Presentation is loading. Please wait.

Presentation is loading. Please wait.


Similar presentations

Presentation on theme: "P4 THE SCIENTIFIC METHOD."— Presentation transcript:


2 what if… when I… how do… Find a general topic that interests you and write down the question that you want to answer.

3 Ask a Question The scientific method starts when you ask a question about something that you observe: How, What, When, Who, Which, Why or Where? Observation means using one or more of your senses to try and understand or learn about something. But in order for the scientific method to answer the question, it must be about something that you can measure, preferably with a number.

4 Ask a Question Begin with observations Observations are not inferences
Use all five senses Observations are not inferences Gather Information Research Ask questions

5 Do Background Research
So that you can design an experiment You need to research what techniques and equipment might be best for investigating your topic. Rather than starting from scratch, savvy investigators want to use their library and internet research to help them find the best way of doing things.

6 Construct a Hypothesis
“If [ I do this ]_, _[ this]__will happen.” A hypothesis is an educated guess about how things work. It is a tentative statement that proposes a possible explanation to some phenomenon or event. You must state your hypothesis in a way that you can easily measure and, of course, your hypothesis should be constructed in a way to help you answer your original question. Write the problem statement (using the phrase, “To find out”)

7 Construct a Hypothesis
A useful hypothesis is a testable statement which may include a prediction. The keyword is testable. So you need to perform a test of how 2 variables might be related. You test the variables in a real experiment. There has to be a tentative relationship stated between the variables. Variables are quantities whose values can change.

8 Construct a Hypothesis
Variables To construct a hypothesis, you need to know 2 variables, independent and dependent variables. The independent variable is the one you, the ‘scientist’ controls and the dependent variable is the one you observe or measure the results.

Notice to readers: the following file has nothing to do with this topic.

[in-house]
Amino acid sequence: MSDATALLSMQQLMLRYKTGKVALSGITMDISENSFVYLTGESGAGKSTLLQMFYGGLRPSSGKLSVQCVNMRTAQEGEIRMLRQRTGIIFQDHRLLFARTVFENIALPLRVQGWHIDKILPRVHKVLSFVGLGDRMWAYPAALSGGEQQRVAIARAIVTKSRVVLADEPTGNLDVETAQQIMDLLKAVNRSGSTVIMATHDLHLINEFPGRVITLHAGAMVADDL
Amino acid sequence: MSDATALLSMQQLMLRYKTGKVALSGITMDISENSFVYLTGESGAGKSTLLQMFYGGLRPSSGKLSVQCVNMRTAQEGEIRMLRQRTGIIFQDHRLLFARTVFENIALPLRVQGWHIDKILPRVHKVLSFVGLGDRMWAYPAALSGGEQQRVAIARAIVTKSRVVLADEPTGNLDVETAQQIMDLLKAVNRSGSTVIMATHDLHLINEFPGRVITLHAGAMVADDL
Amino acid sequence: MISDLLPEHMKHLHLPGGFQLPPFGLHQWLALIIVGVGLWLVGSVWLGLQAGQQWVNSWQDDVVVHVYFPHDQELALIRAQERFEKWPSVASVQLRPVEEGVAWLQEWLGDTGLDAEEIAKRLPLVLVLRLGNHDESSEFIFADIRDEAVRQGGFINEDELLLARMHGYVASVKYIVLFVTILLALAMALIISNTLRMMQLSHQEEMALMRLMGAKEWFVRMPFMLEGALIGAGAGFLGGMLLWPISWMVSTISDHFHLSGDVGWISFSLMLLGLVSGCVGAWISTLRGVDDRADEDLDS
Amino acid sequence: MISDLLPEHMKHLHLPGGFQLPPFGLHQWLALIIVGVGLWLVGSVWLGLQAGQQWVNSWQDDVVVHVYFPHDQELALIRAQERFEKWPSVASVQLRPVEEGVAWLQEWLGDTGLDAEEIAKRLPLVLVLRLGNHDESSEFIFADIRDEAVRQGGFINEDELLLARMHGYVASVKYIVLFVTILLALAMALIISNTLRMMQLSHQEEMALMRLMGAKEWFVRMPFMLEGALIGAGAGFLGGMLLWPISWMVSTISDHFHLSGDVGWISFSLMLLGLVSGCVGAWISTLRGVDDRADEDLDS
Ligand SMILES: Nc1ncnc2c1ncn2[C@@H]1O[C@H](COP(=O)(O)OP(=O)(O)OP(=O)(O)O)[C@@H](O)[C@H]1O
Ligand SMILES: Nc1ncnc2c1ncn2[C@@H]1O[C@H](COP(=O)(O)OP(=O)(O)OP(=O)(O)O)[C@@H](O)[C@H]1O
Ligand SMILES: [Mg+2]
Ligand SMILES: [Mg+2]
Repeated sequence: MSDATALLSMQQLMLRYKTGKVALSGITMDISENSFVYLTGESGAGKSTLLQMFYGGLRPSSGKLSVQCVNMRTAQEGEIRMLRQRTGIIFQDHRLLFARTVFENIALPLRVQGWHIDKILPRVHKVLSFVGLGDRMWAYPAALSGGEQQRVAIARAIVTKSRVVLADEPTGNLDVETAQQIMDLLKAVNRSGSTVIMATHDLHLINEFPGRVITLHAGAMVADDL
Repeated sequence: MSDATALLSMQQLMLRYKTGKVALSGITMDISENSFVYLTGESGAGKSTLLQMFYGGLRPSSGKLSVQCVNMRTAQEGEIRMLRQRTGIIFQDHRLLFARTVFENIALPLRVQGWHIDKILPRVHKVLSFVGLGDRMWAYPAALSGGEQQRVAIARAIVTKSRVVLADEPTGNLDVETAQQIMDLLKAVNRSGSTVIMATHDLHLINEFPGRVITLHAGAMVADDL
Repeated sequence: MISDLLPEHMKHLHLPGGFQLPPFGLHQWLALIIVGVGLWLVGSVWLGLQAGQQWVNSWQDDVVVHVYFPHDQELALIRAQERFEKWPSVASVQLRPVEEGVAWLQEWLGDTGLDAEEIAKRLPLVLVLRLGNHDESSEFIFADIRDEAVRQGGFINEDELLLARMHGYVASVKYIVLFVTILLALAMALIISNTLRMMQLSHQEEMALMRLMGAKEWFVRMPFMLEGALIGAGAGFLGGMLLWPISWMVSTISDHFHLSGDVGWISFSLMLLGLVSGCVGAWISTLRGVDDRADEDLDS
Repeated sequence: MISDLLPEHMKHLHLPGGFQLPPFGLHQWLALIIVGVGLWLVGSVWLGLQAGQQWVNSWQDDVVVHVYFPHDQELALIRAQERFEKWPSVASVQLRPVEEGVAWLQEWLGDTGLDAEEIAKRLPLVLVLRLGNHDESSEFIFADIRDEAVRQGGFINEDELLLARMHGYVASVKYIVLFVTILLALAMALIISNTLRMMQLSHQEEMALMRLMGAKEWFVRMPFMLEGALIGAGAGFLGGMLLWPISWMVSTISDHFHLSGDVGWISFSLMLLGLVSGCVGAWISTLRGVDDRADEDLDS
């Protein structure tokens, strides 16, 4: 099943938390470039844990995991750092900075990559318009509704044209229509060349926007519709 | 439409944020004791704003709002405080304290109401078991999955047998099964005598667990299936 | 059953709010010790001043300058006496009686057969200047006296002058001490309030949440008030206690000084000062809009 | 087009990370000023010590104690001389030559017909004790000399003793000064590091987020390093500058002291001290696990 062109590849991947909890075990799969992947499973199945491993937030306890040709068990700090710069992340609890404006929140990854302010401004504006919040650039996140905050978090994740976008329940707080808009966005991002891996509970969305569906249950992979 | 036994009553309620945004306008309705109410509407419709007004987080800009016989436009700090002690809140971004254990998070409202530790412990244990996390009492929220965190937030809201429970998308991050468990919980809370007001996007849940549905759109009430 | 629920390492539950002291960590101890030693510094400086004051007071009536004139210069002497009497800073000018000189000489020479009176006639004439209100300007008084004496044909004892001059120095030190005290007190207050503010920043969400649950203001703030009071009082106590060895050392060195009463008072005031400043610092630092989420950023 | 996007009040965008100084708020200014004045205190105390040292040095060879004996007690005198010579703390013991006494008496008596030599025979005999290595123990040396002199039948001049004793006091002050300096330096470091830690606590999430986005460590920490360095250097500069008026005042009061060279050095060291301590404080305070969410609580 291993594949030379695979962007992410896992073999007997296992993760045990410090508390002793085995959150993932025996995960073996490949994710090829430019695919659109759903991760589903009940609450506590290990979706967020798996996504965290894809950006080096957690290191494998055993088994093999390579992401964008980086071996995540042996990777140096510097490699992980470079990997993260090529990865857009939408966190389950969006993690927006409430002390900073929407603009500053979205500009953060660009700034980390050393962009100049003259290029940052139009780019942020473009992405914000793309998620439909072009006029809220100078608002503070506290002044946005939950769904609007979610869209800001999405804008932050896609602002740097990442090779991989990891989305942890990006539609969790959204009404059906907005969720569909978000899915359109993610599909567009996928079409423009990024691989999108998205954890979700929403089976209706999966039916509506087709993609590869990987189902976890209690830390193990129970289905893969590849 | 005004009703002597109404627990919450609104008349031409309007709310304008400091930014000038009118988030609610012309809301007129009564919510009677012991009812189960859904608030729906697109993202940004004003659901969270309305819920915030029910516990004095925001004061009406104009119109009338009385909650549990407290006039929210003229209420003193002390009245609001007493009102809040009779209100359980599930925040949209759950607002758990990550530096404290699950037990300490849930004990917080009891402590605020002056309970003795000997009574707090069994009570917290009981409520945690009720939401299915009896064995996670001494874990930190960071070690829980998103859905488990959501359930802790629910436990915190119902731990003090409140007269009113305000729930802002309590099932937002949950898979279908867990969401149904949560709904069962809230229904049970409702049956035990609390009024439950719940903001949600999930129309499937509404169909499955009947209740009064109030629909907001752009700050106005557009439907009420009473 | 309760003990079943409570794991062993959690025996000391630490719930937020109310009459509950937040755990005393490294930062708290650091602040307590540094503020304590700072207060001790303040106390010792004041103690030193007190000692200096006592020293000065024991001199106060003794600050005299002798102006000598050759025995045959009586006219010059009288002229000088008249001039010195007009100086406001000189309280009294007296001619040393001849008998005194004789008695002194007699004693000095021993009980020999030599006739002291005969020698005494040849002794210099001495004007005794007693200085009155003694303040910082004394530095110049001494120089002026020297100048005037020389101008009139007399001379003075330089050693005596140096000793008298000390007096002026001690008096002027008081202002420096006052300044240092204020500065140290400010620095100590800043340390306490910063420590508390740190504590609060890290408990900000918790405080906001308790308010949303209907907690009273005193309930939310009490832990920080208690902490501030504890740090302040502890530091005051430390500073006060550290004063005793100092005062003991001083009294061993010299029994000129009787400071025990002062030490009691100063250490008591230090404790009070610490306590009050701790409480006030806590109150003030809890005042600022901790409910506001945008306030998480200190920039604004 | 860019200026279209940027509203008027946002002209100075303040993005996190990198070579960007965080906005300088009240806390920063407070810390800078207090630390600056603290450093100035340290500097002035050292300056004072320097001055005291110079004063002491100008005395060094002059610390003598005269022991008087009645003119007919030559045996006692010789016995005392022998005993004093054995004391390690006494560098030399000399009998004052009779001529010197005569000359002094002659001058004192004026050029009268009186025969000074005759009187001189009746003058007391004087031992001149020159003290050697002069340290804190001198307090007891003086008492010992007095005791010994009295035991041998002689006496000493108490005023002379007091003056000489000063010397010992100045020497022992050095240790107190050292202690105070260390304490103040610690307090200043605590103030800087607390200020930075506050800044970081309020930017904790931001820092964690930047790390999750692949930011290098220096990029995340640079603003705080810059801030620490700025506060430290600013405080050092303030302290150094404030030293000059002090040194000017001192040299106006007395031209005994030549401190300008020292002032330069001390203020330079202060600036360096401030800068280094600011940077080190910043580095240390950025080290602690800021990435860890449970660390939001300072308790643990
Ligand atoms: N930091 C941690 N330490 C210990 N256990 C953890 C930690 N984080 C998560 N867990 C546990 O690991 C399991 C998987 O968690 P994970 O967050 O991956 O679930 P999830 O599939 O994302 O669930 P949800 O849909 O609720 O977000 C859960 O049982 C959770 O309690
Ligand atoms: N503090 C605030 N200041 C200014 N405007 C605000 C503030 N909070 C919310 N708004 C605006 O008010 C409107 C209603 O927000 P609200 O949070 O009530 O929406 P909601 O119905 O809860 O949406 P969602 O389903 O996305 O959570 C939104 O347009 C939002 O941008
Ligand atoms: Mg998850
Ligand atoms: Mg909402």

9 Identifying Variables
Let’s try to identify the variables using the examples of hypotheses below: 1. If drinking soft drinks is related to tooth decay, then people who consume large amounts of soft drinks will have a higher frequency of tooth decay. (Independent variable:? Dependent variable:?)

10 Identifying Variables
2. If leaf colour change is related to temperature, then exposing plants to low temperatures will result in changes in leaf colour. (Independent variable:? Dependent variable:?)

11 Test with an Experiment
Your experiment tests whether your hypothesis is true or false. It is important that your experiment is a fair test. You conduct a fair test by making sure that you change only one variable at a time while keeping all other variables the same.

12 Test with an Experiment
There are two groups in an experiment: The Control Group The Experimental Group The Experimental Group receives the addition of the variable being tested. The Control Group does not.

13 Test with an Experiment
Conducting the experiment once is called a Trial. Repeating an experiment several times is making Multiple Trials. You should repeat your experiment several times to make sure that your first results weren’t just an accident. The scientist then takes an average of the results.

14 Analyze Data Once your experiment is complete, collect your measurements and analyze them to see if your hypothesis is true or false. Draw Conclusions A Conclusion is a statement based on the results of the experiment. The conclusion may or may not support the hypothesis.

15 Analyze Data If false or partially true, you think and try again by going back to constructing a hypothesis. (Scientists often find that their hypothesis was false and if so, they will construct a new one. Even if the hypothesis was true, they may want to test it in a new way!)

16 Analyze Data If true, go to the
The Scientific Method If true, go to the next step which is communicate your results. Copyright 2007 Kenneth Lafferty Hess Family Charitable Foundation


18 Analyze Data A Graph is a diagram that shows the relationship of one variable to another. A graph makes interpretation and analysis of data easier.

19 Analyze Data Three Basic Graph Types
A Line Graph best represents “change over time” data. A Bar Graph should be used for “one-time” measurements. A Pie Graph can clearly display percentages or “parts of a whole”.

20 Analyze Data

21 Analyze Data

22 Analyze Data

23 Analyze Data Important Notes on Graphs!
The axes display the range of the data, not the data itself. On the axes, gridlines must represent equal distances. The larger the graph, the better the representation of the data.

24 Communicate Results To complete your project, you will communicate your results to others in a final report and/or a display board. Professional scientists do almost exactly the same by publishing their final report in a scientific journal or by presenting their results on a poster at a scientific meeting.

25 Communicate Results Valid Results are those that measure what they were intended to measure. Reliable Results are those that can be repeated.

26 THE SCIENTIFIC METHOD The scientific method is a way to ask and answer scientific questions by making observations and doing experiments.

27 Acknowledgements: Website


Similar presentations

Ads by Google